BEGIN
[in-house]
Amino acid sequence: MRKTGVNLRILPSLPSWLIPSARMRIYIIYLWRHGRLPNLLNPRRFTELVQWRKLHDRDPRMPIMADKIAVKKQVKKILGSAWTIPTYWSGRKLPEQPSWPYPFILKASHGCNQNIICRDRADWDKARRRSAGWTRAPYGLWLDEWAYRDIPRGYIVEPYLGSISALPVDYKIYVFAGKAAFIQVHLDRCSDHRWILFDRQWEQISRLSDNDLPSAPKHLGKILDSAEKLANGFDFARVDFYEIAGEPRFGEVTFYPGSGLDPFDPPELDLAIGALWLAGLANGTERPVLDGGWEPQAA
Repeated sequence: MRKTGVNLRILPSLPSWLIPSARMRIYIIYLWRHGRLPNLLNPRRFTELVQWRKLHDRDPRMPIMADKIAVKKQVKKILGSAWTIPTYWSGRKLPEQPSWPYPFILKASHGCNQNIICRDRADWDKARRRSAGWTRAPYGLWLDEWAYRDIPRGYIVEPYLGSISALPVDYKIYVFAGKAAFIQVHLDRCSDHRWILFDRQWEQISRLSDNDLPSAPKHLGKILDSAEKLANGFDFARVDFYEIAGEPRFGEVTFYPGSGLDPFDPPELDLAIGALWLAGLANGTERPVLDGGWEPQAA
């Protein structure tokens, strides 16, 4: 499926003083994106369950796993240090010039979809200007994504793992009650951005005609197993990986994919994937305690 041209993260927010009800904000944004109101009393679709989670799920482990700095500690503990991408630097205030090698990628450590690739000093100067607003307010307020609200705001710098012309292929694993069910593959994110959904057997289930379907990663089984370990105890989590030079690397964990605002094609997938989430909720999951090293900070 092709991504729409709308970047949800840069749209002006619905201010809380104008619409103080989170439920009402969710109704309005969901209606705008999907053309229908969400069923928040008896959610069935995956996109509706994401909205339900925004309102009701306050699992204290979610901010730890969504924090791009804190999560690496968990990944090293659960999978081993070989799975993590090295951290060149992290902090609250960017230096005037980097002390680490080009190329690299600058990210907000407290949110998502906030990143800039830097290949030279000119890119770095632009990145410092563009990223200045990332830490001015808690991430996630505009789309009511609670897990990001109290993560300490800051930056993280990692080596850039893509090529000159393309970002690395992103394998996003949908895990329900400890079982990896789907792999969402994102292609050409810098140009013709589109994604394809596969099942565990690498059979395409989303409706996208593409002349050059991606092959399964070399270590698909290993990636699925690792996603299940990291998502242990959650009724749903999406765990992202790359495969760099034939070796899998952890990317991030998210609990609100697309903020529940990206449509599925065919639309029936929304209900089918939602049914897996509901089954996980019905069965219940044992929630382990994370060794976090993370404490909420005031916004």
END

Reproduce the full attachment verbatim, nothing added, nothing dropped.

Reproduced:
[in-house]
Amino acid sequence: MRKTGVNLRILPSLPSWLIPSARMRIYIIYLWRHGRLPNLLNPRRFTELVQWRKLHDRDPRMPIMADKIAVKKQVKKILGSAWTIPTYWSGRKLPEQPSWPYPFILKASHGCNQNIICRDRADWDKARRRSAGWTRAPYGLWLDEWAYRDIPRGYIVEPYLGSISALPVDYKIYVFAGKAAFIQVHLDRCSDHRWILFDRQWEQISRLSDNDLPSAPKHLGKILDSAEKLANGFDFARVDFYEIAGEPRFGEVTFYPGSGLDPFDPPELDLAIGALWLAGLANGTERPVLDGGWEPQAA
Repeated sequence: MRKTGVNLRILPSLPSWLIPSARMRIYIIYLWRHGRLPNLLNPRRFTELVQWRKLHDRDPRMPIMADKIAVKKQVKKILGSAWTIPTYWSGRKLPEQPSWPYPFILKASHGCNQNIICRDRADWDKARRRSAGWTRAPYGLWLDEWAYRDIPRGYIVEPYLGSISALPVDYKIYVFAGKAAFIQVHLDRCSDHRWILFDRQWEQISRLSDNDLPSAPKHLGKILDSAEKLANGFDFARVDFYEIAGEPRFGEVTFYPGSGLDPFDPPELDLAIGALWLAGLANGTERPVLDGGWEPQAA
């Protein structure tokens, strides 16, 4: 499926003083994106369950796993240090010039979809200007994504793992009650951005005609197993990986994919994937305690 041209993260927010009800904000944004109101009393679709989670799920482990700095500690503990991408630097205030090698990628450590690739000093100067607003307010307020609200705001710098012309292929694993069910593959994110959904057997289930379907990663089984370990105890989590030079690397964990605002094609997938989430909720999951090293900070 092709991504729409709308970047949800840069749209002006619905201010809380104008619409103080989170439920009402969710109704309005969901209606705008999907053309229908969400069923928040008896959610069935995956996109509706994401909205339900925004309102009701306050699992204290979610901010730890969504924090791009804190999560690496968990990944090293659960999978081993070989799975993590090295951290060149992290902090609250960017230096005037980097002390680490080009190329690299600058990210907000407290949110998502906030990143800039830097290949030279000119890119770095632009990145410092563009990223200045990332830490001015808690991430996630505009789309009511609670897990990001109290993560300490800051930056993280990692080596850039893509090529000159393309970002690395992103394998996003949908895990329900400890079982990896789907792999969402994102292609050409810098140009013709589109994604394809596969099942565990690498059979395409989303409706996208593409002349050059991606092959399964070399270590698909290993990636699925690792996603299940990291998502242990959650009724749903999406765990992202790359495969760099034939070796899998952890990317991030998210609990609100697309903020529940990206449509599925065919639309029936929304209900089918939602049914897996509901089954996980019905069965219940044992929630382990994370060794976090993370404490909420005031916004």